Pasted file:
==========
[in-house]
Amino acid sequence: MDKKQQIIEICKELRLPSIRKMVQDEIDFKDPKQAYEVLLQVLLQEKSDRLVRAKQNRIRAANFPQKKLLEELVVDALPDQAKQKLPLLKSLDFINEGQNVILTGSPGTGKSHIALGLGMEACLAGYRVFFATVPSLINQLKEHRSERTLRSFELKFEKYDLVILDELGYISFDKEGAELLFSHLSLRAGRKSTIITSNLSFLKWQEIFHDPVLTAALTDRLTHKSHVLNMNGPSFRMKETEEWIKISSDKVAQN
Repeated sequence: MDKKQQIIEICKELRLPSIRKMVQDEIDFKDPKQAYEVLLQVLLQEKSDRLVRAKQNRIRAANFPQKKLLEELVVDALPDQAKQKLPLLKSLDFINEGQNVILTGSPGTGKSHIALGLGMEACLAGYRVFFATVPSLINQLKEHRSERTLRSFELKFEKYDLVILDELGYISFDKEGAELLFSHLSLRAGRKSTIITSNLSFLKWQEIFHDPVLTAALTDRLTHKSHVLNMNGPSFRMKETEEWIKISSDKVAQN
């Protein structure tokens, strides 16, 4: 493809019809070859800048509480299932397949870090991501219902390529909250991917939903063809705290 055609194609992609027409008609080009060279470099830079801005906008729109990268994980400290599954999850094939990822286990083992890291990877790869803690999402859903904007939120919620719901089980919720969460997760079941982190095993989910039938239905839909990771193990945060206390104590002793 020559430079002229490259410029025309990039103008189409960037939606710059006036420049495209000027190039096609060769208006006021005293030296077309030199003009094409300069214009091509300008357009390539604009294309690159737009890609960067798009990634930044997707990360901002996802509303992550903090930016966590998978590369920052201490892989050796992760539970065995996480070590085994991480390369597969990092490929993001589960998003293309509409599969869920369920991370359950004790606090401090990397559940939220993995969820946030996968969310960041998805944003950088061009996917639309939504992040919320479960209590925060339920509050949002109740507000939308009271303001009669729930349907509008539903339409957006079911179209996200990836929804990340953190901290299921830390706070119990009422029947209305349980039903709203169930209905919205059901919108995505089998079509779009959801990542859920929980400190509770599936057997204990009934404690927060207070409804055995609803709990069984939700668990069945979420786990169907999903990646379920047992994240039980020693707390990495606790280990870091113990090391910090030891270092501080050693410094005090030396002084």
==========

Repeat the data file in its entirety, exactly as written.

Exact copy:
[in-house]
Amino acid sequence: MDKKQQIIEICKELRLPSIRKMVQDEIDFKDPKQAYEVLLQVLLQEKSDRLVRAKQNRIRAANFPQKKLLEELVVDALPDQAKQKLPLLKSLDFINEGQNVILTGSPGTGKSHIALGLGMEACLAGYRVFFATVPSLINQLKEHRSERTLRSFELKFEKYDLVILDELGYISFDKEGAELLFSHLSLRAGRKSTIITSNLSFLKWQEIFHDPVLTAALTDRLTHKSHVLNMNGPSFRMKETEEWIKISSDKVAQN
Repeated sequence: MDKKQQIIEICKELRLPSIRKMVQDEIDFKDPKQAYEVLLQVLLQEKSDRLVRAKQNRIRAANFPQKKLLEELVVDALPDQAKQKLPLLKSLDFINEGQNVILTGSPGTGKSHIALGLGMEACLAGYRVFFATVPSLINQLKEHRSERTLRSFELKFEKYDLVILDELGYISFDKEGAELLFSHLSLRAGRKSTIITSNLSFLKWQEIFHDPVLTAALTDRLTHKSHVLNMNGPSFRMKETEEWIKISSDKVAQN
């Protein structure tokens, strides 16, 4: 493809019809070859800048509480299932397949870090991501219902390529909250991917939903063809705290 055609194609992609027409008609080009060279470099830079801005906008729109990268994980400290599954999850094939990822286990083992890291990877790869803690999402859903904007939120919620719901089980919720969460997760079941982190095993989910039938239905839909990771193990945060206390104590002793 020559430079002229490259410029025309990039103008189409960037939606710059006036420049495209000027190039096609060769208006006021005293030296077309030199003009094409300069214009091509300008357009390539604009294309690159737009890609960067798009990634930044997707990360901002996802509303992550903090930016966590998978590369920052201490892989050796992760539970065995996480070590085994991480390369597969990092490929993001589960998003293309509409599969869920369920991370359950004790606090401090990397559940939220993995969820946030996968969310960041998805944003950088061009996917639309939504992040919320479960209590925060339920509050949002109740507000939308009271303001009669729930349907509008539903339409957006079911179209996200990836929804990340953190901290299921830390706070119990009422029947209305349980039903709203169930209905919205059901919108995505089998079509779009959801990542859920929980400190509770599936057997204990009934404690927060207070409804055995609803709990069984939700668990069945979420786990169907999903990646379920047992994240039980020693707390990495606790280990870091113990090391910090030891270092501080050693410094005090030396002084």